Tale of two captains is a series that hangs by a thread

Ben Stokes played an incredible innings of 80 runs

Another fast-paced Ashes day saw Australia maintain their slim lead in the third Test at Headingley. Despite not playing at their most proficient level in Leeds against a struggling England team, they still have a chance to win the trophy this weekend.

The two captains’ skills were on display on this particular day. While Ben Stokes played his second superhuman innings in six days, Pat Cummins, who had already taken two wickets on the opening evening, added four more to conclude with his first five-wicket haul on English soil, finishing with 6 for 91.

In the Headingley Test, Ben Stokes’ courageous effort helped England keep the deficit in the first innings to 26. This was the highlight of another absorbing session. After England’s terrible performance in the morning session, Stokes was the only player still fighting for his team. 

He rallied with the tail, despite being less than 100%, to contribute some crucial runs before Australia increased their lead to 55 by the interval.

Mark Wood smashed the first ball for a six to give the session a sensational start. After England’s lackluster performance in the morning, Mitchell Starc kept it brief again, and the following two deliveries were sent for four and six runs, respectively, as well as the Headingley crowd finally erupted. 

Before Pat Cummins put an end to that little period of fun, Wood then scored his third six with a top edge. Wood’s 8-ball 24, though, significantly cut the gap, giving England some hope.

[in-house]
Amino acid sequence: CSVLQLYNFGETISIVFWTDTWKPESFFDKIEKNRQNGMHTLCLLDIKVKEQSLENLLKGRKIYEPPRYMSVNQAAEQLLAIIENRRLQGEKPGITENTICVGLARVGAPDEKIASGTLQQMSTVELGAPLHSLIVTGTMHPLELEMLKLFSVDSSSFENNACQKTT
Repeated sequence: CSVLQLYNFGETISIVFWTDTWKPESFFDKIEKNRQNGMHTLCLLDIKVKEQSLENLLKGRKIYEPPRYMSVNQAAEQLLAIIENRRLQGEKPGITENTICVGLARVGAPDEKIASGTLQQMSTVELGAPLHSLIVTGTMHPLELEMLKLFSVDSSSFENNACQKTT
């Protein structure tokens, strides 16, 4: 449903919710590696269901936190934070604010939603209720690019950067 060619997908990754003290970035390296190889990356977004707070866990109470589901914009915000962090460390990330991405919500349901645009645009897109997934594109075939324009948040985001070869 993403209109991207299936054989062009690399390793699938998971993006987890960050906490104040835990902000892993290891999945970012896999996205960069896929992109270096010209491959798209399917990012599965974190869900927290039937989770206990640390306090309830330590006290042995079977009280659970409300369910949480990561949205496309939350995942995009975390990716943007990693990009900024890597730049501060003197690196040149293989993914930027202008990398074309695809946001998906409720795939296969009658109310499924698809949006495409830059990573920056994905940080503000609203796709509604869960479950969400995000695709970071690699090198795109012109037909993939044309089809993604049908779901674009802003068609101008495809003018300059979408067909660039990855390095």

Following that dismissal, Stokes and Stuart Broad worked together once more to block Australia. With three consecutive boundaries to end an over from Starc, Stokes followed it up with another over from Cummins. 

As the runs began to pour in, Broad, for his part, retreated and hit one over extra cover. In a move that delighted the fans, Australia made things worse for themselves by dropping Stokes twice off consecutive deliveries.

The next short ball Cummins threw at Broad was mistimed, and Broad was caught by Steve Smith close to the boundary for his sixth wicket. The pressure was on Stokes once more to pull off something he is used to by this point as an injured Ollie Robinson made his way out to the middle. 

Stokes smashed back-to-back sixes off Todd Murphy twice while past fifty, despite the fact that he was having trouble himself due to a lower back problem.

These significant blows turned out to be crucial, as the deficit was reduced to under 40 points in a short period of time, shocking the visitors. 

Smith’s sixth catch in his 100th Test came when Stokes was finally caught at the boundary after successfully removing the ropes from Murphy five times. It essentially turned into a second-inning shootout once more, like it did in the first Test, with Australia only having a 26-run advantage.

When his arch-enemy Stuart Broad sent David Warner back to the pavilion early (for the 17th time), the English audience had even more cause to celebrate. When Warner edged Broad behind to be caught at slip, the dismissal resembled the one from the first innings quite a little. 

The two players, Marnus Labuschagne and Usman Khawaja, then survived a challenging little stretch prior to the Tea break. From an England standpoint, the final session is about to start.
Brief scores: Australia 263 & 29/1 (Usman Khawaja 20*; Stuart Broad 1/9) lead England 237 (Ben Stokes 80; Pat Cummins 6/91) by 55 runs